Cabinet votes to scrap disposable plastic tax, a demand of the Haredi community
With ultra-Orthodox using disproportionate amount of single-use tableware, ministers agree to seek a less costly alternative to reduce single-use plastic
Sue Surkes is The Times of Israel's environment reporter.
The cabinet took the controversial step Sunday of scrapping a tax hike on disposable plastic goods imposed by the previous government, fulfilling a Haredi coalition demand.
But it also voted to seek a better solution to reduce the use of such plastic that would be acceptable to all.
Israel is the second biggest consumer per capita of single-use plastic in the world, and 90 percent of its beach trash is plastic. Plastics that end up in the seas and ocean are an increasingly common problem, killing maritime wildlife, contaminating fish and seafood entering the food chain, and leading to hundreds of millions of dollars of loss in tourism and maritime-related industries.
In November 2021, the government raised the cost of disposable plastic plates, bowls, cups, and straws by NIS 11 ($3.20) per kilogram (2.2 pounds), in a move hailed by the Environmental Protection Ministry.
According to ministry figures, sales of these items dipped by nearly 40 percent between November 2021 and December last year.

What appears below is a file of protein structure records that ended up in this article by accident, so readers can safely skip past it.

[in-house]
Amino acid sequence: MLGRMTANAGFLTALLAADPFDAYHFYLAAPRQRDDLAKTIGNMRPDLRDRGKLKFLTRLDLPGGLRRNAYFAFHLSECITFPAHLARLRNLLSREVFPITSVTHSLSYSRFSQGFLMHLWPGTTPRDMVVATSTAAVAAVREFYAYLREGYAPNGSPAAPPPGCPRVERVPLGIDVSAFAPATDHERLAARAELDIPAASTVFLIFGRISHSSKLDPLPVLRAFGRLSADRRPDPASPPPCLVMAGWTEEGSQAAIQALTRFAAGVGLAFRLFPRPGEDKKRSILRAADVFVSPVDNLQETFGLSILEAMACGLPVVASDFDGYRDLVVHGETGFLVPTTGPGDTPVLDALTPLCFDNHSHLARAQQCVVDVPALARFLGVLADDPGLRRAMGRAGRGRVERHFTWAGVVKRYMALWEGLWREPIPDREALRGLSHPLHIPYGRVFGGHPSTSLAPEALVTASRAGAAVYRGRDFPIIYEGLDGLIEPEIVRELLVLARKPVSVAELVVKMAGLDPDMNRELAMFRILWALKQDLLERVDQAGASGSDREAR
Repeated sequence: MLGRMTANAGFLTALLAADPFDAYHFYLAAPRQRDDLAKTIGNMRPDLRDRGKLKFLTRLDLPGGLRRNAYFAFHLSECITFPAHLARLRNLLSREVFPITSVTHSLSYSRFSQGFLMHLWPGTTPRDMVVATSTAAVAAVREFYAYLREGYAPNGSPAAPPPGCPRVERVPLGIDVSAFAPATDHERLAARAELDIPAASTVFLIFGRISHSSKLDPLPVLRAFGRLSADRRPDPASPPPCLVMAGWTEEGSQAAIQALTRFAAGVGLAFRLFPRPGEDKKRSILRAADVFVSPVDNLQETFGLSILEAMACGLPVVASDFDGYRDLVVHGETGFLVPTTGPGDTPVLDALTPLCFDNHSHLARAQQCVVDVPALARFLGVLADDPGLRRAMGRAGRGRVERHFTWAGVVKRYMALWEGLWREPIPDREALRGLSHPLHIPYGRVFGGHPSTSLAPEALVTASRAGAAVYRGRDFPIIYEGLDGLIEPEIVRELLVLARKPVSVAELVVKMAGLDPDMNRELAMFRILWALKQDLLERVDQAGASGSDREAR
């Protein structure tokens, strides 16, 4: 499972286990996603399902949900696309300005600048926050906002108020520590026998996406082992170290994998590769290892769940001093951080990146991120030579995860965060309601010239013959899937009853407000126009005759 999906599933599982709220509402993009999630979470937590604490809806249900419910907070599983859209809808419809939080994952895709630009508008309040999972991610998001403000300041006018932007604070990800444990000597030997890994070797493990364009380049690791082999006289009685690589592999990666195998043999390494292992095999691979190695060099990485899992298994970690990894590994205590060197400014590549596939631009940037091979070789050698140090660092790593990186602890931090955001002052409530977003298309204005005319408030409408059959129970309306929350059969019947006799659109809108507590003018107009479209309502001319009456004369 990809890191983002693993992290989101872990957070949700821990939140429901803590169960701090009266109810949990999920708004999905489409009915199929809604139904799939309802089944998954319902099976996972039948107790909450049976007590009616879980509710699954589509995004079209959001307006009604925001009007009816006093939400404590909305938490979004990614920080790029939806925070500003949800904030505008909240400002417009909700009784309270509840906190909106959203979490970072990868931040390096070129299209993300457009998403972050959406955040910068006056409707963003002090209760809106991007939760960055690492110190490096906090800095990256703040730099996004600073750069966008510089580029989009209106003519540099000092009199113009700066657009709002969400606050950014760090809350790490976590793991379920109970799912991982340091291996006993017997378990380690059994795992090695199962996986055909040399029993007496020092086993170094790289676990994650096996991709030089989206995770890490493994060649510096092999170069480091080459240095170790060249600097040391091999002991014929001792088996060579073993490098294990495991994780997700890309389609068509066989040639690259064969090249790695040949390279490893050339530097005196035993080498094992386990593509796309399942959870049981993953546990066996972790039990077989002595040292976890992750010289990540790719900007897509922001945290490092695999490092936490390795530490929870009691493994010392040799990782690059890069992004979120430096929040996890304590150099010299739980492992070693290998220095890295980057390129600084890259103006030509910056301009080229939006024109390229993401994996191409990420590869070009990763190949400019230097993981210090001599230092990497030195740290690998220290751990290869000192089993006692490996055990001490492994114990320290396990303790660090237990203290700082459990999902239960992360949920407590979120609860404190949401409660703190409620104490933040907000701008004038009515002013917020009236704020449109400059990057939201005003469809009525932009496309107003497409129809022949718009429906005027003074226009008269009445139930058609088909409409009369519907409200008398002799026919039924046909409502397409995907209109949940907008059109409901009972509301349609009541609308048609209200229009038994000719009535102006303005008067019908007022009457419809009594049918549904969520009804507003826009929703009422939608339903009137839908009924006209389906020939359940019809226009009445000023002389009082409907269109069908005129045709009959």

But the move raised the ire of the ultra-Orthodox community, where large families are common and where disposable plastic use is disproportionately high, leading to claims that the tax rise was aimed at harming them.
Reversing the hike was included in the government’s coalition deal with Haredi parties, to the chagrin of the environmental lobby, and incoming Finance Minister Bezalel Smotrich (Religious Zionism) ordered officials to deal with the issue as soon as he entered the Finance Ministry earlier this month.
On Sunday, new Environmental Protection Minister Idit Silman (Likud) voted against the Smotrich move, saying she had studied the issue and come to understand the “huge” environmental and health-related damage of disposable plastic use.
She argued that the tax raise should not be abolished until a suitable alternative had been found, but was overruled.
“We promised and we fulfilled,” Smotrich said, adding, “The fight against the cost of living is a fight we all are waging.”
The move is pending Knesset approval.
Silman has said the government will work to formulate the best alternative possible.
From the very start, she charged, Israel should have instituted a “gradual process” to reduce disposable plastic, rather than impose a decision that “arouses antagonism toward a particular population.”
She added that alternatives might include subsidizing dishwashers “in an extensive way,” as the ministry is doing in kindergartens to discourage the use of throwaway tableware.